Positivity Portfolio

One way to increase positive emotion is to create positivity portfolios for yourself. A positivity portfolio is a collection of items of your choosing that represent and remind you of a specific positive emotion. Each portfolio you create will represent one positive emotion. One portfolio may be on “serenity” another on “love,” etc.

Your positivity portfolio “container” may be a manila folder, a folder on an MP3 player, or a special box. Once you decide what positive emotion your first portfolio will represent for you, you can then fill your portfolio with items that lead you toward that positive emotion when you look at the items. For example, if your positivity portfolio is about “love” you might have in your portfolio:
A copy of a sweet email that you received from someone you love
Photos of loved ones
Love poems
Video clips that represent love to you
A love song
A lotion with a sent that makes you feel loved

Tips for creating and using your Positivity Portfolios:
You will want to ultimately make several positivity portfolios, for the various positive emotions you want to generate for yourself.
Be creative! If an item reminds you of the intended emotion, than it is fine to include!
Take your time when creating your portfolios. The creation process itself feels good!
Pull out one of your positivity portfolios when you feel the slighted hint of a negative emotion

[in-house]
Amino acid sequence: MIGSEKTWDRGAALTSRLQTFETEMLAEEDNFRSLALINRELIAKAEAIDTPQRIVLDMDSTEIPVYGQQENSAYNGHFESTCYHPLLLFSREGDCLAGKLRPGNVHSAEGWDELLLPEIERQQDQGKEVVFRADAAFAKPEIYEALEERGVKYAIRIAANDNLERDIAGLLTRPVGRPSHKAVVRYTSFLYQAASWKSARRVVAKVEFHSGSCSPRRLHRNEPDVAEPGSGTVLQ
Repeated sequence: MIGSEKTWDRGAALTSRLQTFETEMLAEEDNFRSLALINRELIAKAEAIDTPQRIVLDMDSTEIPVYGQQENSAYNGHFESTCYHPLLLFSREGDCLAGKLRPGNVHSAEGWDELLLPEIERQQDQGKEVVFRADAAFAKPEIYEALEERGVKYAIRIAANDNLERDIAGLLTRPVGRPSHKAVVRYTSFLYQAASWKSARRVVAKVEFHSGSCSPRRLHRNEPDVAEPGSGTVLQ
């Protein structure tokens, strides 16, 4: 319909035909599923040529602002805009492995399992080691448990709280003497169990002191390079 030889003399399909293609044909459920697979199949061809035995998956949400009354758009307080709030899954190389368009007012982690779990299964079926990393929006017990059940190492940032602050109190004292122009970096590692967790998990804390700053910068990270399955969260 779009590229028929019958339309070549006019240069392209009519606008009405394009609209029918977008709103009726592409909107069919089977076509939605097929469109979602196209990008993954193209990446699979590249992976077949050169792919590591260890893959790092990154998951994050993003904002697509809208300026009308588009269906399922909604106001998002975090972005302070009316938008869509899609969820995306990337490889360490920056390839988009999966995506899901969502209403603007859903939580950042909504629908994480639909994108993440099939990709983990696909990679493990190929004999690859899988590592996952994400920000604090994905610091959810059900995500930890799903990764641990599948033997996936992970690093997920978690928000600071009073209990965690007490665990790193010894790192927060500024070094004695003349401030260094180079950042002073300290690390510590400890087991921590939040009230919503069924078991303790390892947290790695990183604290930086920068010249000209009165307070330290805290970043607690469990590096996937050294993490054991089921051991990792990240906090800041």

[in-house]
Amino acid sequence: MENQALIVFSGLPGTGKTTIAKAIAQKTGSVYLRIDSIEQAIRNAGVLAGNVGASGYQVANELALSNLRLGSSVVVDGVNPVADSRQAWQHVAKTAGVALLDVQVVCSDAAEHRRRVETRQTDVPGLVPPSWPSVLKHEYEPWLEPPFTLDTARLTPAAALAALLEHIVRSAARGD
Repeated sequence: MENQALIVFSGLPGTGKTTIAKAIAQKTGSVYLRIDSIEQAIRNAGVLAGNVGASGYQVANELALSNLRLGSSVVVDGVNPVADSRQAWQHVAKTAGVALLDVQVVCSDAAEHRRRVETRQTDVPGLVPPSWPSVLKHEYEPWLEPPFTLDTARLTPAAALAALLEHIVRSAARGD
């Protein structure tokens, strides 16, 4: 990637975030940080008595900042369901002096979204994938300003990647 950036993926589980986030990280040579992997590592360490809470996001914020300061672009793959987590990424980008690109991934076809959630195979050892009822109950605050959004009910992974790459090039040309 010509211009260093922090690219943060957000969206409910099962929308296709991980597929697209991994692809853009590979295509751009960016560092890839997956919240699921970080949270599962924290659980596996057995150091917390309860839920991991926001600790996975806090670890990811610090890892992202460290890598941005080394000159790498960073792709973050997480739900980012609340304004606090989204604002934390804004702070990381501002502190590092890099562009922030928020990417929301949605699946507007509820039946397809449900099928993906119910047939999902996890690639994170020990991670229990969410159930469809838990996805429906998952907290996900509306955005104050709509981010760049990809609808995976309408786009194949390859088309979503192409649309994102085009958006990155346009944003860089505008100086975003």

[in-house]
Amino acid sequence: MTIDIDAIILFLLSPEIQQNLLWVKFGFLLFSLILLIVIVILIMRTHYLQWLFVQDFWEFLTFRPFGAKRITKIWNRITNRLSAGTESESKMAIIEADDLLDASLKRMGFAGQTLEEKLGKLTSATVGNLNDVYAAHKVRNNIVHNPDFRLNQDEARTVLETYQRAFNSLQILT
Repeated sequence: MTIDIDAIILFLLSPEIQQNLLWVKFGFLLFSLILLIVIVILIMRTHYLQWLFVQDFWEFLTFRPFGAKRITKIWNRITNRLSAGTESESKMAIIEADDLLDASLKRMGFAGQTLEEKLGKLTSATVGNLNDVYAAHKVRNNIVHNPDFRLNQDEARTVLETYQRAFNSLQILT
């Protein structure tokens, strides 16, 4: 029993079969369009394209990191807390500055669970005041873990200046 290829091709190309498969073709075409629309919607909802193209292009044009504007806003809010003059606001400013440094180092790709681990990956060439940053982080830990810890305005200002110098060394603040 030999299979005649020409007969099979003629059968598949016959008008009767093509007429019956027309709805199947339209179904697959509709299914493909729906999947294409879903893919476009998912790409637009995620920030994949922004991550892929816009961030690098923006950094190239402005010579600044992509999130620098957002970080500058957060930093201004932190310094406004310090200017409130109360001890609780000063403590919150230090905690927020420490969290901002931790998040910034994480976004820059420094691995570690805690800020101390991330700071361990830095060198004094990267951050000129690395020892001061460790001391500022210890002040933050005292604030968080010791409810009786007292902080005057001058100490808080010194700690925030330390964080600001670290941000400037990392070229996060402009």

Let your portfolios evolve – add and subtract items when necessary
Engage with your portfolios mindfully and with an open heart.

James Pawelski, director of education for the Master of Applied Positive Psychology at the University of Pennsylvania, came up with the idea of a positivity portfolio. This idea has now been researched by Barbara Frederickson of UNC Chapel Hill. Feel free to comment below and share how you have used your positivity portfolio(s).

Here’s to feeling good!

Deborah Barnett, Ph.D.

With practice you can become more flexible in your thinking

In their book The Resilience Factor, Karen Reivich, Ph.D. and Andrew Shatte, Ph.D. have a wonderful metaphor for examining the beliefs that go through your mind moment to moment. It is called the Ticker-Tape. Imagine the signs that display the Dow Jones Industrial Average or the current news ticker at the bottom of your television screen. Ticker-Tape beliefs are those that run through our mind on our internal “ticker-tape.” Often these beliefs are unconscious. They are very important, however, because they determine how you will likely respond emotionally, and what action you are likely to take, in reaction to an event that happens to you.